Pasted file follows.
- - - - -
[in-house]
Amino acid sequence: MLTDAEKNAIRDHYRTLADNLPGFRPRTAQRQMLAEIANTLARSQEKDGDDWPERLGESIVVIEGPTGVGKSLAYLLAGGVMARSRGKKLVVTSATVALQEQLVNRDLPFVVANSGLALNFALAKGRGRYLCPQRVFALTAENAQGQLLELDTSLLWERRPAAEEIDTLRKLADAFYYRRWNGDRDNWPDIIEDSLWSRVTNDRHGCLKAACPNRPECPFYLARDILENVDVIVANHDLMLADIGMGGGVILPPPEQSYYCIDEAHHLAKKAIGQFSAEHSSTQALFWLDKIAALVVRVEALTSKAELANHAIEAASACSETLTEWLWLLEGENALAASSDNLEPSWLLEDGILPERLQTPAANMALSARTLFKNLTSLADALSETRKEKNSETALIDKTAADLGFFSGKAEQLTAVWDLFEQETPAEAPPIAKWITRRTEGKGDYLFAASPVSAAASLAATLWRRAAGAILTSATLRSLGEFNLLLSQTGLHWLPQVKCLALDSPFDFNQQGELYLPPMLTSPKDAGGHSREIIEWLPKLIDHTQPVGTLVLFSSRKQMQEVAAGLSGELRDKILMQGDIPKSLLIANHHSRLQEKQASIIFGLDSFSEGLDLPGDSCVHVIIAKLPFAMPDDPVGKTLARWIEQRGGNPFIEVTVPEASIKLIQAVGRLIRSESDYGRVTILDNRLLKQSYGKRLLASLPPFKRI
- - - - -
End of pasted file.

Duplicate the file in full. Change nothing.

[in-house]
Amino acid sequence: MLTDAEKNAIRDHYRTLADNLPGFRPRTAQRQMLAEIANTLARSQEKDGDDWPERLGESIVVIEGPTGVGKSLAYLLAGGVMARSRGKKLVVTSATVALQEQLVNRDLPFVVANSGLALNFALAKGRGRYLCPQRVFALTAENAQGQLLELDTSLLWERRPAAEEIDTLRKLADAFYYRRWNGDRDNWPDIIEDSLWSRVTNDRHGCLKAACPNRPECPFYLARDILENVDVIVANHDLMLADIGMGGGVILPPPEQSYYCIDEAHHLAKKAIGQFSAEHSSTQALFWLDKIAALVVRVEALTSKAELANHAIEAASACSETLTEWLWLLEGENALAASSDNLEPSWLLEDGILPERLQTPAANMALSARTLFKNLTSLADALSETRKEKNSETALIDKTAADLGFFSGKAEQLTAVWDLFEQETPAEAPPIAKWITRRTEGKGDYLFAASPVSAAASLAATLWRRAAGAILTSATLRSLGEFNLLLSQTGLHWLPQVKCLALDSPFDFNQQGELYLPPMLTSPKDAGGHSREIIEWLPKLIDHTQPVGTLVLFSSRKQMQEVAAGLSGELRDKILMQGDIPKSLLIANHHSRLQEKQASIIFGLDSFSEGLDLPGDSCVHVIIAKLPFAMPDDPVGKTLARWIEQRGGNPFIEVTVPEASIKLIQAVGRLIRSESDYGRVTILDNRLLKQSYGKRLLASLPPFKRI